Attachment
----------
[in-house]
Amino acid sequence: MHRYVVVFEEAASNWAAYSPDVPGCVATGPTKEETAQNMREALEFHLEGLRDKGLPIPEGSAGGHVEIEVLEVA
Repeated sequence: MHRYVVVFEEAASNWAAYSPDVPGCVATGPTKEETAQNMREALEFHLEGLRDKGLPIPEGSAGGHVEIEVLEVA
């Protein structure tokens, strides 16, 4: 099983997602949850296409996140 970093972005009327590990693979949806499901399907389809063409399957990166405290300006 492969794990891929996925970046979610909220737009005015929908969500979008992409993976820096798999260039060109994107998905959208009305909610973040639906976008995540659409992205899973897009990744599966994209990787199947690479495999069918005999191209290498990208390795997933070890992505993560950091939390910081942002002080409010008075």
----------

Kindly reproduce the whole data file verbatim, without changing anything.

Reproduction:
[in-house]
Amino acid sequence: MHRYVVVFEEAASNWAAYSPDVPGCVATGPTKEETAQNMREALEFHLEGLRDKGLPIPEGSAGGHVEIEVLEVA
Repeated sequence: MHRYVVVFEEAASNWAAYSPDVPGCVATGPTKEETAQNMREALEFHLEGLRDKGLPIPEGSAGGHVEIEVLEVA
């Protein structure tokens, strides 16, 4: 099983997602949850296409996140 970093972005009327590990693979949806499901399907389809063409399957990166405290300006 492969794990891929996925970046979610909220737009005015929908969500979008992409993976820096798999260039060109994107998905959208009305909610973040639906976008995540659409992205899973897009990744599966994209990787199947690479495999069918005999191209290498990208390795997933070890992505993560950091939390910081942002002080409010008075």